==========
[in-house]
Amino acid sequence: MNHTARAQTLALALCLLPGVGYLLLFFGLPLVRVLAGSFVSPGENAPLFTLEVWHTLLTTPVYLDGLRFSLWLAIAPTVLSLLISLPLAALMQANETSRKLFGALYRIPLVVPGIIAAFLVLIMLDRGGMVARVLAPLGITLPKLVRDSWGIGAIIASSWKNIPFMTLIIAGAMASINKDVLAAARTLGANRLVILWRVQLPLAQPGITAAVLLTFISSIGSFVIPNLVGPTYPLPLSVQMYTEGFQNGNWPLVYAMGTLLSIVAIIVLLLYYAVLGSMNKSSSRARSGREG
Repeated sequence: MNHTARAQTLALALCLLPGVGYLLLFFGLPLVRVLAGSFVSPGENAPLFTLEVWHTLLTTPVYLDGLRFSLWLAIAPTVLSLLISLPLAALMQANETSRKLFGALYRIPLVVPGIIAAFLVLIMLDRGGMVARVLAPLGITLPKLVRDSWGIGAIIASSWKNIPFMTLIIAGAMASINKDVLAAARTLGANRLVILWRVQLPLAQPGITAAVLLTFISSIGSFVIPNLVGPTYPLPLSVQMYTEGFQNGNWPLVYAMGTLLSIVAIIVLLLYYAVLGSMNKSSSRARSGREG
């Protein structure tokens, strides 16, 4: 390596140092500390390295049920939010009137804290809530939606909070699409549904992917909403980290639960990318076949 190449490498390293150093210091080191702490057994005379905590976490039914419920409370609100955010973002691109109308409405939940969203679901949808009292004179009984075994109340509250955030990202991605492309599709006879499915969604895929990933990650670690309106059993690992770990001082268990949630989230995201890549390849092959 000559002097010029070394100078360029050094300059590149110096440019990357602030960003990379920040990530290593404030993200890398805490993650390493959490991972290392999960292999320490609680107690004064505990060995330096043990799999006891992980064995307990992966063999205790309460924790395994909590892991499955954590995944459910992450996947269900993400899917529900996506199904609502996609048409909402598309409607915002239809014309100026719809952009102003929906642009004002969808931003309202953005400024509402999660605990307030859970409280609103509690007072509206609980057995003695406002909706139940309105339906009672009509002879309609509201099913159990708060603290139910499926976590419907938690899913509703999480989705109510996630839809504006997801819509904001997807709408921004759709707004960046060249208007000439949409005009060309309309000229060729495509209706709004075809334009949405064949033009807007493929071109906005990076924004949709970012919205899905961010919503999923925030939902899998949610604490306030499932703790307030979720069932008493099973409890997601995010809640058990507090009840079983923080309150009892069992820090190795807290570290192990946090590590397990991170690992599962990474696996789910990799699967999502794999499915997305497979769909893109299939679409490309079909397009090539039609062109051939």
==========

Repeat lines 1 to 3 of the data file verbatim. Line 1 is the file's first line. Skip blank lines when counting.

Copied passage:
[in-house]
Amino acid sequence: MNHTARAQTLALALCLLPGVGYLLLFFGLPLVRVLAGSFVSPGENAPLFTLEVWHTLLTTPVYLDGLRFSLWLAIAPTVLSLLISLPLAALMQANETSRKLFGALYRIPLVVPGIIAAFLVLIMLDRGGMVARVLAPLGITLPKLVRDSWGIGAIIASSWKNIPFMTLIIAGAMASINKDVLAAARTLGANRLVILWRVQLPLAQPGITAAVLLTFISSIGSFVIPNLVGPTYPLPLSVQMYTEGFQNGNWPLVYAMGTLLSIVAIIVLLLYYAVLGSMNKSSSRARSGREG
Repeated sequence: MNHTARAQTLALALCLLPGVGYLLLFFGLPLVRVLAGSFVSPGENAPLFTLEVWHTLLTTPVYLDGLRFSLWLAIAPTVLSLLISLPLAALMQANETSRKLFGALYRIPLVVPGIIAAFLVLIMLDRGGMVARVLAPLGITLPKLVRDSWGIGAIIASSWKNIPFMTLIIAGAMASINKDVLAAARTLGANRLVILWRVQLPLAQPGITAAVLLTFISSIGSFVIPNLVGPTYPLPLSVQMYTEGFQNGNWPLVYAMGTLLSIVAIIVLLLYYAVLGSMNKSSSRARSGREG